The only time that Lee Maxwell attempted to wash his family's laundry, the white clothes came out of the machine looking pink, according to his wife, Barbara.
Even so, Maxwell, 81, knows as much about the inner workings of America's earliest washing machines as anyone in the world, having collected more than 1,400 vintage washers, most of which he's disassembled, cleaned, repaired and put back together on his farm in Eaton, Colo. (pop. 4,365).
"I like old things," Maxwell says of the uncommon collection he started in 1985, after retiring as an electrical engineering professor from Colorado State University. "I needed a hobby. I don't golf and I can't bungee jump."
Maxwell didn't set out to amass the world's largest washing machine collection, a Guinness World Record he earned in 2000. Barbara says his interest was lukewarm at best, even after her Aunt Agnes gave the couple an antique 1905 Rue washer in the mid-1970s.
During a road trip to Maine after retiring, however, he found himself curiously drawn to the vintage machines that he and Barbara found while rummaging through flea markets and antique stores. "By the time we got to Maine, I had three old washers strapped to the top of the RV," Maxwell recalls. "When we found four more in a barn owned by an antique dealer, I finally had to buy a utility trailer."
The couple returned home with 18 additional machines, and his quirky collection was born. "I think the thing that caught my fancy was the variety. Every machine was just so different," he explains.
During the next 25 years, Maxwell became America's foremost expert on vintage washing machines, even authoring a book on the history of the useful and ubiquitous appliance, which Maxwell says is among the most ignored segments of technology history today, despite its significant links to social development and women's rights.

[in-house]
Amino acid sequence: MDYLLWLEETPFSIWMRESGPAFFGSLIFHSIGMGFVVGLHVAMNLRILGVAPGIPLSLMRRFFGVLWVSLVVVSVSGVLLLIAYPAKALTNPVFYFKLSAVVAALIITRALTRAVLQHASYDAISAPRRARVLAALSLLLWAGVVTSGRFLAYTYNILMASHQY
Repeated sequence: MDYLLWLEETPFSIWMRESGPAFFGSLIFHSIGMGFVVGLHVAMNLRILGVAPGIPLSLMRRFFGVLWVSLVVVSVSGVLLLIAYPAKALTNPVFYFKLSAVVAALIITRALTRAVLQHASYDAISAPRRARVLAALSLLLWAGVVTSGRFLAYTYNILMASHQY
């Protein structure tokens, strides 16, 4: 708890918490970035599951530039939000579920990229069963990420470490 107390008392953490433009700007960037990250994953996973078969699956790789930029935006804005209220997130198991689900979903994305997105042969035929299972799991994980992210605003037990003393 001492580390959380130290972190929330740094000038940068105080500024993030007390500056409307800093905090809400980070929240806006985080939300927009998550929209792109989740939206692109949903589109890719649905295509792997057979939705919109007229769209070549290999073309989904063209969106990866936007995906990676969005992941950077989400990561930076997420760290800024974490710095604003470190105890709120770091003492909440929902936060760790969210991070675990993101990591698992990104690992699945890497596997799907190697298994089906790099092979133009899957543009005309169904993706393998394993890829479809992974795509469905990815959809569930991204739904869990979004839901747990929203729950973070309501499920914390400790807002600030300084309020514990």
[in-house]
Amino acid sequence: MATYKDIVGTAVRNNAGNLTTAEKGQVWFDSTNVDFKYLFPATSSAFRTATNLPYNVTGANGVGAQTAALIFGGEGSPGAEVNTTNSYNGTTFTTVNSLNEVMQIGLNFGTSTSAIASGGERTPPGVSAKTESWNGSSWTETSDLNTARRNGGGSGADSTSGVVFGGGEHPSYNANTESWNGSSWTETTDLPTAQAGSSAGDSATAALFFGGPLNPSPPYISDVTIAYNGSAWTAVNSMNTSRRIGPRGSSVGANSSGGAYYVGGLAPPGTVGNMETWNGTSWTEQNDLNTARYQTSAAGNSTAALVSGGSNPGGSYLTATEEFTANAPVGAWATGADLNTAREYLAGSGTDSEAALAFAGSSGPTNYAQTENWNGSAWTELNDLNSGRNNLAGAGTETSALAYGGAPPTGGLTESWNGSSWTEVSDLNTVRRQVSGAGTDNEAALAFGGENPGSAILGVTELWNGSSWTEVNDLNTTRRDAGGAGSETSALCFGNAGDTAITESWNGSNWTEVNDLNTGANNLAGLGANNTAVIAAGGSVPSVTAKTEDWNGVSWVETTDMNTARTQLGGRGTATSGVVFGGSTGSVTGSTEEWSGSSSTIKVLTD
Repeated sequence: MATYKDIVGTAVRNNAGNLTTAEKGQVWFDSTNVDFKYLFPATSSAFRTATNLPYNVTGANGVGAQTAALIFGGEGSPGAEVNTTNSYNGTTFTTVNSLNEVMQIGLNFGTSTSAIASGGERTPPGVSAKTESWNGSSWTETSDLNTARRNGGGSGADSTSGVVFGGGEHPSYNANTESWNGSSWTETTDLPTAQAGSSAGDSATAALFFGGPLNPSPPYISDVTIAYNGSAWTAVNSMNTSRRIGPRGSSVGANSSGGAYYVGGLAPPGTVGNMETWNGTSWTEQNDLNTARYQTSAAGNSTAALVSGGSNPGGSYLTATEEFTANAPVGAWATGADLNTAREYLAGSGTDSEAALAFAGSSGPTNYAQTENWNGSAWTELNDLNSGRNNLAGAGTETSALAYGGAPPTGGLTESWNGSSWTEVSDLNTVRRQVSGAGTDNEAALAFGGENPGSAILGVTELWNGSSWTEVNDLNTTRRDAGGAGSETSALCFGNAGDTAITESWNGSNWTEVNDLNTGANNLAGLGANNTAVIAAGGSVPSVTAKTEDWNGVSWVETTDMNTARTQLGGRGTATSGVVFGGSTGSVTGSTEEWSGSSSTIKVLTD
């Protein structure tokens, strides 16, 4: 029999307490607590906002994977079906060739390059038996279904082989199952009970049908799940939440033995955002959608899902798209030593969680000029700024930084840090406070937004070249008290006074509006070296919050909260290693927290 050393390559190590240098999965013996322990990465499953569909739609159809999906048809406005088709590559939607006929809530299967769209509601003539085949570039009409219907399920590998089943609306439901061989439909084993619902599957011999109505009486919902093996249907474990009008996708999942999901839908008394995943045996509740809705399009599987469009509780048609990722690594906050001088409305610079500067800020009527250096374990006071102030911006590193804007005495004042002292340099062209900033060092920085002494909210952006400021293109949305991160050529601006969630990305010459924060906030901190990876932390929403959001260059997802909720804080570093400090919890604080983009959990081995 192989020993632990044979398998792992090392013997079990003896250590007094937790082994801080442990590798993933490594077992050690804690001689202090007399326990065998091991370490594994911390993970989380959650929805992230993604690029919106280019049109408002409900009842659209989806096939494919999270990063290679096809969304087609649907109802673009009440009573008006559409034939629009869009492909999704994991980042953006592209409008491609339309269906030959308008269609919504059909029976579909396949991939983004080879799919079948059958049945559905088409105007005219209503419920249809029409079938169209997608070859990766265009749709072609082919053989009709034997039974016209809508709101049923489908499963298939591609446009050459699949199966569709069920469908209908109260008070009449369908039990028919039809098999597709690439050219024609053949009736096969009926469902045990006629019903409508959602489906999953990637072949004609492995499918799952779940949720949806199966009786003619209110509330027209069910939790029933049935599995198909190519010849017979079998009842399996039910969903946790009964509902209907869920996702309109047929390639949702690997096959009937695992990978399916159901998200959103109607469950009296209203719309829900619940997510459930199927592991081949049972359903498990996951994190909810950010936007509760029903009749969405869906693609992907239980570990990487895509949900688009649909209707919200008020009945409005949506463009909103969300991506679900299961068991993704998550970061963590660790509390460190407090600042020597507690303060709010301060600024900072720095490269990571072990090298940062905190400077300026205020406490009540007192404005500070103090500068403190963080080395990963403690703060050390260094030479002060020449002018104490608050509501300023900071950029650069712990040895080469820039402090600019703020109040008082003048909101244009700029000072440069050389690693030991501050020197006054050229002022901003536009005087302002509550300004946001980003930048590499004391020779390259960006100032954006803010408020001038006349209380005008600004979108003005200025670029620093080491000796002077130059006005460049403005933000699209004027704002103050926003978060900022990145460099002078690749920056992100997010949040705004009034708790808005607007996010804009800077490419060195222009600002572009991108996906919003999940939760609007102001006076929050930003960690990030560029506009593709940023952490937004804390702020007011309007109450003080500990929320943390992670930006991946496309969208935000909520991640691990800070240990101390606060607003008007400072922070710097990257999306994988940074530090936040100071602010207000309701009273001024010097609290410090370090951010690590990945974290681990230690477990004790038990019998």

"The washing machine is regularly listed as one of the world's 100 most important inventions, yet [my collection] is the only comprehensive history of the washing machine that exists," he says.
Maxwell says it's impossible to identify a single inventor, though theoretically electric motors could have powered washers before the Civil War. "There have been machines that assisted the clothes-washing process as long as there have been clothes," he says.
Though the machine's original inventor is a mystery, the idea of washing clothes without an old-fashioned washboard caught on quickly. During the early 1900s, more than 1,000 washing machine manufacturers were based in the United States. Today, only a few remain.
Maxwell stores most of his collection on his farm in a 20,000-square-foot building dubbed the Lee Maxwell Washing Machine Museum. The interior resembles an antique Laundromat, lined with rows of wooden- and steel-drummed machines, many with hand-cranked wringers and agitators powered by all kinds of mechanisms.
Manufactured by companies ranging from Acme to Zenith, the early contraptions demonstrate man's creative desire to make the laborious household chore easier and less time consuming. Among Maxwell's more peculiar machines are a washer designed to be powered by a goat on a treadmill and another that not only washes clothes but churns butter and grinds meat. One homespun machine, which sits on rockers and uses corncobs as drain plugs, was created in 1932 by a Minnesota man for his new bride.
Maxwell also maintains a website that features more than 3,000 washing machine photographs and magazine ads, a patents archive, and a library of maintenance and operator manuals.
Since none of his four children are interested in inheriting 1,400 washers, Maxwell is searching for someone to carry on the tradition. "I'd hate to see this collection end up in a junkyard," he says.
Indeed, while Maxwell views every machine as a treasure, he often feels alone in his mission, similar to the lonely repairman in the classic Maytag television commercials that began in 1967.
"Washing machines are the ugly ducklings of antiquity," Maxwell says. "You go to an antique shop and if they even have washing machines, they're usually gathering dust in the back."
Visitors to his museum find the appliances fascinating, though.
"I thought I'd died and gone to heaven when I first went to visit his collection 21 years ago," says Bill Gibson, 60, a fellow collector from Littleton, Colo. "At that time, he only had 185 machines."
"He promised he'd quit when he reached 500," says Barbara, 79, who helped him load and lug each of the machines, some weighing as much as 250 pounds, to their farm.
"We always joke that it would have been easier to collect something lighter," Maxwell says. "But it has been a marvelous experience. We've met so many people, had so much fun. I can't imagine a better hobby."